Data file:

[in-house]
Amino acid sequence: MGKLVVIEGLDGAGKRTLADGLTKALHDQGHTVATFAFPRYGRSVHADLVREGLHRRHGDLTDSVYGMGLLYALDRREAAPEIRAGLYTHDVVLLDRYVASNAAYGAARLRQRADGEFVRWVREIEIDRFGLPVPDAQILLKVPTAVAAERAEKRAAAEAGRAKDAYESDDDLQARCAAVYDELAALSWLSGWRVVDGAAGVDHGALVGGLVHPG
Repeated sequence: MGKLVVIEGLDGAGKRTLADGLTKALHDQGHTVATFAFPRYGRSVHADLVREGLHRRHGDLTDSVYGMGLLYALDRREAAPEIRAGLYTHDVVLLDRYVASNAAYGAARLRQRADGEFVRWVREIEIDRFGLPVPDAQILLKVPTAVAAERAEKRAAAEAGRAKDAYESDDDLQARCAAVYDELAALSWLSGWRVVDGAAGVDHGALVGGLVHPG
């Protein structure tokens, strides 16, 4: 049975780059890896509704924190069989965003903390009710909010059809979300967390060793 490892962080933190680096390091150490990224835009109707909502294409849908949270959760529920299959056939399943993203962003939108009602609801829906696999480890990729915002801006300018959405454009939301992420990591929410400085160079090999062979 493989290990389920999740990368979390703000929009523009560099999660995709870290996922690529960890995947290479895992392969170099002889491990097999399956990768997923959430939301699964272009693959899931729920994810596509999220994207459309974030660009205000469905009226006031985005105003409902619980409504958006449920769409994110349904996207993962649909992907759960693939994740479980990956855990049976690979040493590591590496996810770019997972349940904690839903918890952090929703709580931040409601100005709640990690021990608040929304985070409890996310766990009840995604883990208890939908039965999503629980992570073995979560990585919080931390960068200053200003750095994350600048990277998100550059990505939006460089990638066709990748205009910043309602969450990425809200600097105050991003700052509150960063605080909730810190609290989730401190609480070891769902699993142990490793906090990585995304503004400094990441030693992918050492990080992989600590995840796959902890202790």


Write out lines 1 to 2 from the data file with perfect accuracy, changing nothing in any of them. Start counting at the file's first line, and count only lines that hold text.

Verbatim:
[in-house]
Amino acid sequence: MGKLVVIEGLDGAGKRTLADGLTKALHDQGHTVATFAFPRYGRSVHADLVREGLHRRHGDLTDSVYGMGLLYALDRREAAPEIRAGLYTHDVVLLDRYVASNAAYGAARLRQRADGEFVRWVREIEIDRFGLPVPDAQILLKVPTAVAAERAEKRAAAEAGRAKDAYESDDDLQARCAAVYDELAALSWLSGWRVVDGAAGVDHGALVGGLVHPG